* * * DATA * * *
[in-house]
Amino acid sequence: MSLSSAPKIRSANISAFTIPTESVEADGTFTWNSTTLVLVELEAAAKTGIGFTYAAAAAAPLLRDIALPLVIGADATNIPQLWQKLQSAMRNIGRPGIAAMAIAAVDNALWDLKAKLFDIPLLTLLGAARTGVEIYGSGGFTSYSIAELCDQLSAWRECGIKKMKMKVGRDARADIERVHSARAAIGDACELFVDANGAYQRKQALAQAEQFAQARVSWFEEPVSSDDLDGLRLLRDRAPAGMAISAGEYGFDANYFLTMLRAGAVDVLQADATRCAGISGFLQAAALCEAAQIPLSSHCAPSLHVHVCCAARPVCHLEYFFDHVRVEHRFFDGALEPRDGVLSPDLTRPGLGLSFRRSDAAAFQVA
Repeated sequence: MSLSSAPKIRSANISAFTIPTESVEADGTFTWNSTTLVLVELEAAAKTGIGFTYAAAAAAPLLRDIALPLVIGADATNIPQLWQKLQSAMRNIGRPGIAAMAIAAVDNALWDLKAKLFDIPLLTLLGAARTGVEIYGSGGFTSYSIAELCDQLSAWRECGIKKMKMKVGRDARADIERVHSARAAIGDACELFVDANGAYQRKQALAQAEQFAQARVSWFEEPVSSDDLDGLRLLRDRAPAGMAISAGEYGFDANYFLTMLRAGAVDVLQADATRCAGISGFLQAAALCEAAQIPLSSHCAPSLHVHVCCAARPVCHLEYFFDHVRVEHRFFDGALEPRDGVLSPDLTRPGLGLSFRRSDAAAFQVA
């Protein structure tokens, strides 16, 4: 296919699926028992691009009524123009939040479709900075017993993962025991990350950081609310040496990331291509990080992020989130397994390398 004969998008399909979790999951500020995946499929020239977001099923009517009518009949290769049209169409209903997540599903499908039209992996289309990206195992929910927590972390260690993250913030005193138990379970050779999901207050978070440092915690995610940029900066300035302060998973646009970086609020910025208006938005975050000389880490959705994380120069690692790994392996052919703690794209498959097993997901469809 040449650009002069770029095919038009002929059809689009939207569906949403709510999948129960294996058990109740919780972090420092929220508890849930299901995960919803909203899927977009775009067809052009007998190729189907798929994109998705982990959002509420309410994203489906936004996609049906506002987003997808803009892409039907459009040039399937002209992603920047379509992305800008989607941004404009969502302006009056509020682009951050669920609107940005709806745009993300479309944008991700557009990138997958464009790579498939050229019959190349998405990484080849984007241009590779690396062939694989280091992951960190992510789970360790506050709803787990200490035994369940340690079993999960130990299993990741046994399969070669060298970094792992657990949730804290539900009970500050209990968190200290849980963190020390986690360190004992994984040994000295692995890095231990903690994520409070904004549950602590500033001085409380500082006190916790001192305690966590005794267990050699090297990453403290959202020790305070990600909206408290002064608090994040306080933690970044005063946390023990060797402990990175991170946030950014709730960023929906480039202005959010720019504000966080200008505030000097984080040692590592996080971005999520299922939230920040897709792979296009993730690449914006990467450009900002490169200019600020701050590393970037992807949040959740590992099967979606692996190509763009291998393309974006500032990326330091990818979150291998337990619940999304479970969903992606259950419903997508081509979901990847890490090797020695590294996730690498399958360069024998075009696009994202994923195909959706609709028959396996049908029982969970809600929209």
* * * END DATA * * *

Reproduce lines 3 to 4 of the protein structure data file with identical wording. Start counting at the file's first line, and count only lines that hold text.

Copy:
Repeated sequence: MSLSSAPKIRSANISAFTIPTESVEADGTFTWNSTTLVLVELEAAAKTGIGFTYAAAAAAPLLRDIALPLVIGADATNIPQLWQKLQSAMRNIGRPGIAAMAIAAVDNALWDLKAKLFDIPLLTLLGAARTGVEIYGSGGFTSYSIAELCDQLSAWRECGIKKMKMKVGRDARADIERVHSARAAIGDACELFVDANGAYQRKQALAQAEQFAQARVSWFEEPVSSDDLDGLRLLRDRAPAGMAISAGEYGFDANYFLTMLRAGAVDVLQADATRCAGISGFLQAAALCEAAQIPLSSHCAPSLHVHVCCAARPVCHLEYFFDHVRVEHRFFDGALEPRDGVLSPDLTRPGLGLSFRRSDAAAFQVA
């Protein structure tokens, strides 16, 4: 296919699926028992691009009524123009939040479709900075017993993962025991990350950081609310040496990331291509990080992020989130397994390398 004969998008399909979790999951500020995946499929020239977001099923009517009518009949290769049209169409209903997540599903499908039209992996289309990206195992929910927590972390260690993250913030005193138990379970050779999901207050978070440092915690995610940029900066300035302060998973646009970086609020910025208006938005975050000389880490959705994380120069690692790994392996052919703690794209498959097993997901469809 040449650009002069770029095919038009002929059809689009939207569906949403709510999948129960294996058990109740919780972090420092929220508890849930299901995960919803909203899927977009775009067809052009007998190729189907798929994109998705982990959002509420309410994203489906936004996609049906506002987003997808803009892409039907459009040039399937002209992603920047379509992305800008989607941004404009969502302006009056509020682009951050669920609107940005709806745009993300479309944008991700557009990138997958464009790579498939050229019959190349998405990484080849984007241009590779690396062939694989280091992951960190992510789970360790506050709803787990200490035994369940340690079993999960130990299993990741046994399969070669060298970094792992657990949730804290539900009970500050209990968190200290849980963190020390986690360190004992994984040994000295692995890095231990903690994520409070904004549950602590500033001085409380500082006190916790001192305690966590005794267990050699090297990453403290959202020790305070990600909206408290002064608090994040306080933690970044005063946390023990060797402990990175991170946030950014709730960023929906480039202005959010720019504000966080200008505030000097984080040692590592996080971005999520299922939230920040897709792979296009993730690449914006990467450009900002490169200019600020701050590393970037992807949040959740590992099967979606692996190509763009291998393309974006500032990326330091990818979150291998337990619940999304479970969903992606259950419903997508081509979901990847890490090797020695590294996730690498399958360069024998075009696009994202994923195909959706609709028959396996049908029982969970809600929209």